Longing for a national park


Delaware: A senator hopes the nation's first state can capitalize on its history and burnish its image.

December 08, 2003|By Dan Fesperman | Dan Fesperman,SUN STAFF

Say "Delaware" to your average American, and you'll probably elicit either a blank stare or an outburst of grumbling about tollbooths and speed traps. But you can be certain no one will say anything about the state's national parks.

That's because Delaware doesn't have any.

The nation's first state is also the nation's only state without a single site administered by the National Park Service - no national historic sites, parks, preserves, recreation areas, seashores, battlefields, monuments, trails or even memorials. There are a few national wildlife refuges, but those are run by the U.S. Fish and Wildlife Service, and, besides, they're for animals.

The Carper poll

Sen. Thomas R. Carper wants to change this status, and the Delaware Democrat formed a committee recently to research possible locations. The panel held four hearings around the state, and Carper expects a final report by year's end.

All this occurred after the senator conducted an online poll to see whether Delaware residents wanted a national park. They did, apparently, by a vote of 113 to 17, even if some respondents expressed opinions more in the spirit of the state's infamous speed traps. (Timothy from Selbyville replied: "Don't waste Delaware taxpayer money just to attract more tourists. The landscape of Delaware has changed enough for tourists.").

Carper began talking up the idea about a year and a half ago, having found Delaware's status especially irksome when he and members of his family signed on to the National Park Service Web site to plan their summer vacations.

"If you go to the Web site and want to learn about Delaware, you find nothing," Carper says. "You find out we don't have anything."

Click on "Delaware" on the Web site's national map, and all that pops up is an outline of the state, cluttered only by an emblem for Interstate 95.

Even Rhode Island, the only state smaller than Delaware, has the Roger Williams National Memorial. Guam and American Samoa, which aren't even states, have National Park Service sites. Alaska's Wrangell-St. Elias National Park and Preserve is, by itself, more than nine times the size of Delaware.

And, as if to rub it in further, the Delaware National Scenic River, the Delaware & Lehigh National Scenic Corridor and the Delaware Water Gap National Recreation Area are in Pennsylvania and New Jersey.

"When you look at things from a national perspective, it's noticeable," says Joe DiBello, a National Park Service spokesman.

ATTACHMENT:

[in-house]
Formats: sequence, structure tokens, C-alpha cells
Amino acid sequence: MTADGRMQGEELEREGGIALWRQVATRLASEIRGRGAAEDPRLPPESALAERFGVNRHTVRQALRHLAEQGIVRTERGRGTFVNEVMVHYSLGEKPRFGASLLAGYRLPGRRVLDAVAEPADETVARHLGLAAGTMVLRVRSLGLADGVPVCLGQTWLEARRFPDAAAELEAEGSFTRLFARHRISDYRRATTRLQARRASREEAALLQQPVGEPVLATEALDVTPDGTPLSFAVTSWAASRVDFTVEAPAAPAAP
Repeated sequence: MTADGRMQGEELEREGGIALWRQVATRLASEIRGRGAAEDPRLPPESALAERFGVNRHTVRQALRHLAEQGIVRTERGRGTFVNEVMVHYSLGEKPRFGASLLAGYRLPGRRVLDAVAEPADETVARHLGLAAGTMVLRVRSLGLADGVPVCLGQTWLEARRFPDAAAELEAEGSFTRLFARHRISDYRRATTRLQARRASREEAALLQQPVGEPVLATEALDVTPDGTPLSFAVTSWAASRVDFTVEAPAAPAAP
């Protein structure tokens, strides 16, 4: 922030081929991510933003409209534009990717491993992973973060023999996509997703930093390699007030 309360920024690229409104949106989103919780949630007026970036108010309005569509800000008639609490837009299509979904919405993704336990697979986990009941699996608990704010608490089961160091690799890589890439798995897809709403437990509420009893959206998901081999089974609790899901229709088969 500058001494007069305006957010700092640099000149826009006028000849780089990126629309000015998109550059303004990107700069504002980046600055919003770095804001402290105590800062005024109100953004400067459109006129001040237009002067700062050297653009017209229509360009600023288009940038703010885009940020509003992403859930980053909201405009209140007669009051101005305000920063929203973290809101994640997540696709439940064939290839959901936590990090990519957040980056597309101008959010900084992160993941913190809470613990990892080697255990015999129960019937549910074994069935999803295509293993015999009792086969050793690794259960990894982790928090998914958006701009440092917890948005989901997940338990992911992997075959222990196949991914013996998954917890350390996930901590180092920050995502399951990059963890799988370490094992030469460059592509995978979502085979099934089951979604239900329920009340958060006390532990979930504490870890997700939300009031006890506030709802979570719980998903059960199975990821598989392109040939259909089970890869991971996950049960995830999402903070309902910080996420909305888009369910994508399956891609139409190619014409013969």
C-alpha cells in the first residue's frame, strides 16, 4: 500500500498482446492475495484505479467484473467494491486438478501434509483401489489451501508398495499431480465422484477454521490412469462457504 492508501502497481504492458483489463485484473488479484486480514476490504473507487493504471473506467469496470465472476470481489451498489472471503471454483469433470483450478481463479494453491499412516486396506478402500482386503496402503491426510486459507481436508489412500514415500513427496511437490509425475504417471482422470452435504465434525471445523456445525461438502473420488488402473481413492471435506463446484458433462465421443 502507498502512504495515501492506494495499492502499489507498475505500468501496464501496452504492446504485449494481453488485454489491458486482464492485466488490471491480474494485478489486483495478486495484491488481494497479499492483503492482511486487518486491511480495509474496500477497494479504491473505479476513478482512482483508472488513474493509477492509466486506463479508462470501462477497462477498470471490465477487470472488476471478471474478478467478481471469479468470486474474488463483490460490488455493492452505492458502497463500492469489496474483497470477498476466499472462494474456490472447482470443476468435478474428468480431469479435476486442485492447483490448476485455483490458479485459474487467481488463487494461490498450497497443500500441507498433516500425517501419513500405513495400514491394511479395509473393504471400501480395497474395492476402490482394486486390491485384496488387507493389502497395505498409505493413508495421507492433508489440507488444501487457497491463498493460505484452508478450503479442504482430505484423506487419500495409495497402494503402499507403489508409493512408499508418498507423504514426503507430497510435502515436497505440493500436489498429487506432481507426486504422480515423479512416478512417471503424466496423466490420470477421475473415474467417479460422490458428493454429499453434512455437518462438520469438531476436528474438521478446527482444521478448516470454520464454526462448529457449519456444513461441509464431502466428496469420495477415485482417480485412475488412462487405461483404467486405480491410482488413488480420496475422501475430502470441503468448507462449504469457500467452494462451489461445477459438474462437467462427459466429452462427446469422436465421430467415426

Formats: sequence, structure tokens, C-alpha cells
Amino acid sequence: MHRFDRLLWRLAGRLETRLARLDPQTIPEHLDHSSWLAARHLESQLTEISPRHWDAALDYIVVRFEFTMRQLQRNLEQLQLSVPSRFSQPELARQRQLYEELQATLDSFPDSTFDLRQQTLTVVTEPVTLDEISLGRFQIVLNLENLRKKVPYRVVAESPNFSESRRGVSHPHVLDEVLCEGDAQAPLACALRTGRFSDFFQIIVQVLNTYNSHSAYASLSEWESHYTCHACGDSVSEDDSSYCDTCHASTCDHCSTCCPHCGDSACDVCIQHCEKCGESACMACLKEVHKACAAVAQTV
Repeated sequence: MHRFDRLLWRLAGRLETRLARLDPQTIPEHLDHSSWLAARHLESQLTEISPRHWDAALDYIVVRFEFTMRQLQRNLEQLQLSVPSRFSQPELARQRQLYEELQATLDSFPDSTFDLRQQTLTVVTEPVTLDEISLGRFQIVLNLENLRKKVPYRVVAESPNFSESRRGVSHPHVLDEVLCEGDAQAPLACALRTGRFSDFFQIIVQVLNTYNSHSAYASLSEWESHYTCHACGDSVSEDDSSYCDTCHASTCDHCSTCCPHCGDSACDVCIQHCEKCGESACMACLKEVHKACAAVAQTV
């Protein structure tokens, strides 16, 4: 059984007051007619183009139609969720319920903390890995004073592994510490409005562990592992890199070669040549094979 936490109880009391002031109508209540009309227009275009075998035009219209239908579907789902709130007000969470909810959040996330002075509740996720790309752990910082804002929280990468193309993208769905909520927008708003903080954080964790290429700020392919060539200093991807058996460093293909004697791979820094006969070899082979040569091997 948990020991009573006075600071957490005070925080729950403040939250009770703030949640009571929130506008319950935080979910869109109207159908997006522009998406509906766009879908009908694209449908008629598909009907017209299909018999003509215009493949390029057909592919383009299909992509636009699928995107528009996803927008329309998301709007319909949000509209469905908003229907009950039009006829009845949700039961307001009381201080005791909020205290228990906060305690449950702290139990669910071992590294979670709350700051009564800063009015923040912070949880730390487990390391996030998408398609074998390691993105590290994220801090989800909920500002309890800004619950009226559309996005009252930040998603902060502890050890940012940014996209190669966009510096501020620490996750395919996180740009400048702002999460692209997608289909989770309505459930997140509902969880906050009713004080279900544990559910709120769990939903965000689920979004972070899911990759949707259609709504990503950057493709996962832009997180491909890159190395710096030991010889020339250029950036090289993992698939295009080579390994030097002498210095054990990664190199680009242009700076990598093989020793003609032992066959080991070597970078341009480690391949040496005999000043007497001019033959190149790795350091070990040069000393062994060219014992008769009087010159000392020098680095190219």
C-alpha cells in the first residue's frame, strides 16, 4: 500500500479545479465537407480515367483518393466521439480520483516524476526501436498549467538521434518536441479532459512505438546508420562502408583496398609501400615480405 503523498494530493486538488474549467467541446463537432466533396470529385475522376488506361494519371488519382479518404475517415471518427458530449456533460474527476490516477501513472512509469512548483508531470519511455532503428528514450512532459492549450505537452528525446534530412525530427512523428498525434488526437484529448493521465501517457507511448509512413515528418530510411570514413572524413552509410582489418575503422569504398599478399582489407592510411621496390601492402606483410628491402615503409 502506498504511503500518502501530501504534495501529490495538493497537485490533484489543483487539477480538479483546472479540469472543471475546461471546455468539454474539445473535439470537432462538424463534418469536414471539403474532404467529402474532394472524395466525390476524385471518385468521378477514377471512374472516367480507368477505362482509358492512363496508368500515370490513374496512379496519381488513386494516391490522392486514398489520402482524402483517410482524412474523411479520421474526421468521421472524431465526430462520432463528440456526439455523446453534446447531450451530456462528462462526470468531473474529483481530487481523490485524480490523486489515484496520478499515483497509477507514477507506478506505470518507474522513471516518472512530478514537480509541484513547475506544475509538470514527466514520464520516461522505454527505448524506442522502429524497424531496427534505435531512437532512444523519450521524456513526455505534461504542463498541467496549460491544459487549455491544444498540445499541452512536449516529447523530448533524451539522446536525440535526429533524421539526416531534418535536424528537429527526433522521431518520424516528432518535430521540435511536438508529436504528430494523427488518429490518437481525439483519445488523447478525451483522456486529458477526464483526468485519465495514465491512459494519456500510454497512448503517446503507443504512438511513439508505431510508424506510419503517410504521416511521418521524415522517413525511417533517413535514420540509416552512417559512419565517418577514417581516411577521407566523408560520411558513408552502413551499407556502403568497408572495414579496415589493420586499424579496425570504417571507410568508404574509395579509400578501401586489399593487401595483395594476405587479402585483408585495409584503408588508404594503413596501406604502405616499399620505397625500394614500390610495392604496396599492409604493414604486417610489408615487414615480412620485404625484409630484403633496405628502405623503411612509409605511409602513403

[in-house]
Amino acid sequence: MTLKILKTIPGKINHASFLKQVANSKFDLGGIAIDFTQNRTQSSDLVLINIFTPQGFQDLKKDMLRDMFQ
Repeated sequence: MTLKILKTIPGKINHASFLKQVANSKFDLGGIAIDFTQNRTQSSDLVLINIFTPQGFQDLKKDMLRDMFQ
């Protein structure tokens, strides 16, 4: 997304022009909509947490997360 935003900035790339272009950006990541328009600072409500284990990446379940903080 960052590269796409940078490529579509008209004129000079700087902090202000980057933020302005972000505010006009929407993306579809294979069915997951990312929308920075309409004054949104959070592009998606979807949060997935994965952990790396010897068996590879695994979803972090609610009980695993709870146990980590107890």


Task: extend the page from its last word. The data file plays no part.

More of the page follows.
It's not as if Delaware is bereft of history. It was the first state to ratify the Constitution, during a three-day meeting at Dover's Golden Fleece Tavern. If the tavern hadn't been torn down long ago, it would probably be the natural choice.

The most popular choices in the senator's informal poll were Fort Delaware, site of an infamous Civil War prison for Confederate captives; the John Dickinson Plantation, an 18th-century site in Kent County; the state's route along the Underground Railroad; and the coastal observation towers left over from World War II.

Margaret Owens, senior consultant for Wilmington's office of economic development, makes a vigorous and well-documented case for a national historic park designation for a 120-acre peninsula on the eastern edge of the city, most of which is publicly owned.

She ticks off the tract's high points in rapid fashion: site of the first log cabin built in the United States (from 1640, and still standing, having been rebuilt); site of the first landing in America by Swedish colonists; site of the oldest church in continuous use (Holy Trinity Old Swede's Church, dedicated in 1699); and site of the home of "Black Anthony," Delaware's first black inhabitant.

Passionate for park

With such proposals in play, Carper's effort "has gained impetus," says Charles Salkin, director of the state's Division of Parks and Recreation. "Until recently it was just a curiosity, but now it has taken on a life of its own."

All that energy might be needed once the senator's committee picks its winners, because Congress would have to approve any new site designation as well as the money needed to make it a reality.

"It's not something that happens real fast," says DiBello. "A couple years is quite possible."

But Delaware would seem overdue for good publicity, having come in for an oversized share of recent scorn. The Aug. 19 issue of New Republic magazine lashed out at the state for things as varied as its tollbooths and its founding fathers, concluding, "It is a rapacious parasite state with a long history of disloyalty and avarice."

But with advocates such as Carper, Owens and others on the job, perhaps it is only a matter of time before the state sheds one of its less desirable distinctions.

"We're really passionate about this," Owens says. "This is the first state in the country, and we feel the time has long since passed when the country should take a look at what went on here."

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